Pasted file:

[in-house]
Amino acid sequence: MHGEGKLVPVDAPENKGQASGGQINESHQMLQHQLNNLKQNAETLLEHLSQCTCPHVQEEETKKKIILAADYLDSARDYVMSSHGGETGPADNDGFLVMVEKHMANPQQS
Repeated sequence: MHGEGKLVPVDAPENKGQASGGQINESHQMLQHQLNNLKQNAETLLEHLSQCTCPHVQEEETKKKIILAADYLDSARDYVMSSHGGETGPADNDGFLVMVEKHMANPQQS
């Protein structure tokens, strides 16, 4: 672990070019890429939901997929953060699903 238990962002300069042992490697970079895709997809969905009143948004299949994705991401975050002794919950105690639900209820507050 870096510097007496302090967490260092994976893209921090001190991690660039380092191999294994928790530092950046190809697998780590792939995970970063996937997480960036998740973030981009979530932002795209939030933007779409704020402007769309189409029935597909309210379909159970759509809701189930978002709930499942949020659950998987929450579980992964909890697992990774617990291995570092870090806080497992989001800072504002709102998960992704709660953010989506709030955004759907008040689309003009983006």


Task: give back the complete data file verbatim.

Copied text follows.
[in-house]
Amino acid sequence: MHGEGKLVPVDAPENKGQASGGQINESHQMLQHQLNNLKQNAETLLEHLSQCTCPHVQEEETKKKIILAADYLDSARDYVMSSHGGETGPADNDGFLVMVEKHMANPQQS
Repeated sequence: MHGEGKLVPVDAPENKGQASGGQINESHQMLQHQLNNLKQNAETLLEHLSQCTCPHVQEEETKKKIILAADYLDSARDYVMSSHGGETGPADNDGFLVMVEKHMANPQQS
């Protein structure tokens, strides 16, 4: 672990070019890429939901997929953060699903 238990962002300069042992490697970079895709997809969905009143948004299949994705991401975050002794919950105690639900209820507050 870096510097007496302090967490260092994976893209921090001190991690660039380092191999294994928790530092950046190809697998780590792939995970970063996937997480960036998740973030981009979530932002795209939030933007779409704020402007769309189409029935597909309210379909159970759509809701189930978002709930499942949020659950998987929450579980992964909890697992990774617990291995570092870090806080497992989001800072504002709102998960992704709660953010989506709030955004759907008040689309003009983006």